Breastfeeding and infant growth in offspring of mothers with hyperglycaemia in pregnancy: The pregnancy and neonatal diabetes outcomes in remote Australia study

Danielle K. Longmore, Angela Titmuss, Elizabeth Barr, Federica Barzi, Alison Simmonds, I. Lynn Lee, Eyvette Hawthorne, Ruth Derkenne, Christine Connors, Jacqueline Boyle, Paul Zimmet, Kerin O'Dea, Jeremy Oats, Harold D. McIntyre, Alex Brown, Jonathan Shaw, Louise J. Maple-Brown

Research output: Contribution to journalArticlepeer-review

1 Citation (Scopus)

Abstract

Background: Benefits of breastfeeding on infant growth in children born to mothers with gestational diabetes mellitus (GDM) are uncertain. Objectives: To describe growth trajectories between birth and 14 months according to breastfeeding and maternal hyperglycaemia in pregnancy, and assess associations between breastfeeding and 14 month growth outcomes among children born to mothers with GDM. Subjects/methods: Data on 258 Aboriginal and Torres Strait Islander infants from the PANDORA study born to mothers with normoglycaemia (n = 73), GDM (n = 122), or with pre-existing type 2 diabetes (n = 63) in pregnancy were assessed. Infant weight and BMI growth trajectories according to predominant breastfeeding at 6 months and hyperglycaemia in pregnancy were developed using mixed-effect models and cubic splines. Associations between breastfeeding and 14-month growth outcomes (z-scores: weight-for-age, weight-for-length and BMI) were evaluated using linear regression in a subgroup of infants born to mothers with GDM. Results: Predominantly breastfed infants had lower BMI trajectories compared to those not predominantly breastfed, irrespective of maternal hyperglycaemia in pregnancy status (p < 0.01 for all groups), and lower weight trajectories among those born to mothers with GDM (p = 0.006). Among offspring of women with GDM, predominant breastfeeding was only associated with lower weight-for-age at 14 months, however adjusting for maternal obesity, smoking, and parity attenuated observed associations. Maternal obesity remained significantly associated with greater infant growth. Conclusions: Predominant breastfeeding was associated with reduced growth among children born to women with and without hyperglycaemia in pregnancy. However, among children exposed to GDM in utero, maternal obesity largely explained this association.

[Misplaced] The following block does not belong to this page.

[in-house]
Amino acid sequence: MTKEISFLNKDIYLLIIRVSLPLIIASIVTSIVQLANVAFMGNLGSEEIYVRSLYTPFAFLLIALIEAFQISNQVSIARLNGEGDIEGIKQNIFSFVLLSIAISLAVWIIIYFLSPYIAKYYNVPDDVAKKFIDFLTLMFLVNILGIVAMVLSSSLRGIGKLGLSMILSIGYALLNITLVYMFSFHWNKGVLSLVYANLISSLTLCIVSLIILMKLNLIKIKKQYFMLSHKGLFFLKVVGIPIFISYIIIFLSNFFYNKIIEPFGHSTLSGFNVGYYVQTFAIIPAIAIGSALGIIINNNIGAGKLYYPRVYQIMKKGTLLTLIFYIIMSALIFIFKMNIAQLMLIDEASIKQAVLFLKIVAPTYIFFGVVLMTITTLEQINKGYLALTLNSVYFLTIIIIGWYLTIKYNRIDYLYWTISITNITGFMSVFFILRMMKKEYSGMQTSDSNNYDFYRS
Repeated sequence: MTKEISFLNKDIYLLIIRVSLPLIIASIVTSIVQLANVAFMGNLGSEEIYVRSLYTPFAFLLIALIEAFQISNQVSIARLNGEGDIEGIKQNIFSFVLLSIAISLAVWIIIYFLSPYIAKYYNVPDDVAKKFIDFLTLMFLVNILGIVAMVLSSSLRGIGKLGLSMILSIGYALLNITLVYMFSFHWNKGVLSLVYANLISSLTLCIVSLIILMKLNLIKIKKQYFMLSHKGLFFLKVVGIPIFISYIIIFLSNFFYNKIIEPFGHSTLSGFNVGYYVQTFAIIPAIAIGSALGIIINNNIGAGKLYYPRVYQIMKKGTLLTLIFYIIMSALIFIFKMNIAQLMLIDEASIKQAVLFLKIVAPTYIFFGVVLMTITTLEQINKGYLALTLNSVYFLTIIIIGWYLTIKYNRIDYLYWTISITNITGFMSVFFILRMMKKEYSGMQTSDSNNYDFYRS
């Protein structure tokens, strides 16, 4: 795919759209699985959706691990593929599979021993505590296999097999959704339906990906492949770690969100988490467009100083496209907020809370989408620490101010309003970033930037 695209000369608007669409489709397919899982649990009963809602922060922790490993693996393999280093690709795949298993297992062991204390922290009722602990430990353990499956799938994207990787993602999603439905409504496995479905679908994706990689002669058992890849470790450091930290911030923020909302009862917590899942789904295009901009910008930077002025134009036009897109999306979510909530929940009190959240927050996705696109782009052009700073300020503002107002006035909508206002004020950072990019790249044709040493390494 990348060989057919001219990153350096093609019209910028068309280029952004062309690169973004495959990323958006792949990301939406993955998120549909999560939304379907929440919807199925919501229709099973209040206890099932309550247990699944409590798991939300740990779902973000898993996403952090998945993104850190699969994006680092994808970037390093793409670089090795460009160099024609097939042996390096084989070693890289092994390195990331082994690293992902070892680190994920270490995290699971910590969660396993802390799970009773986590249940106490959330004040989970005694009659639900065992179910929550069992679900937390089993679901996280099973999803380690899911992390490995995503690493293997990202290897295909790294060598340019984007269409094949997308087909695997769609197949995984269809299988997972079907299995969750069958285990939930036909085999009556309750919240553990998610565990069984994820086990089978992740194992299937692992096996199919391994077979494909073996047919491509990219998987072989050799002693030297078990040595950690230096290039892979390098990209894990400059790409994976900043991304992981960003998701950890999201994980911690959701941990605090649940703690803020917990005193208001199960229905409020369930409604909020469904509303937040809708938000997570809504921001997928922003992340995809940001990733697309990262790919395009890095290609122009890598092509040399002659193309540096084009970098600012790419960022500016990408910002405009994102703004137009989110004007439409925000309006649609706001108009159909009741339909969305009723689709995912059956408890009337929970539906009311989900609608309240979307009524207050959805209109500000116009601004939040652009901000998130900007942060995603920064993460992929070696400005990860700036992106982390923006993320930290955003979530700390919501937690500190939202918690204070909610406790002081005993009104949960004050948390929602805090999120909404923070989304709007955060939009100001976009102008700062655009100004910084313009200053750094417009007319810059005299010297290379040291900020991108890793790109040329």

Original languageEnglish
Article numbere12891
JournalPediatric Obesity
Volume17
Issue number6
DOIs
Publication statusPublished or Issued - Jun 2022

ASJC Scopus subject areas

  • Pediatrics, Perinatology, and Child Health
  • Health Policy
  • Nutrition and Dietetics
  • Public Health, Environmental and Occupational Health

Cite this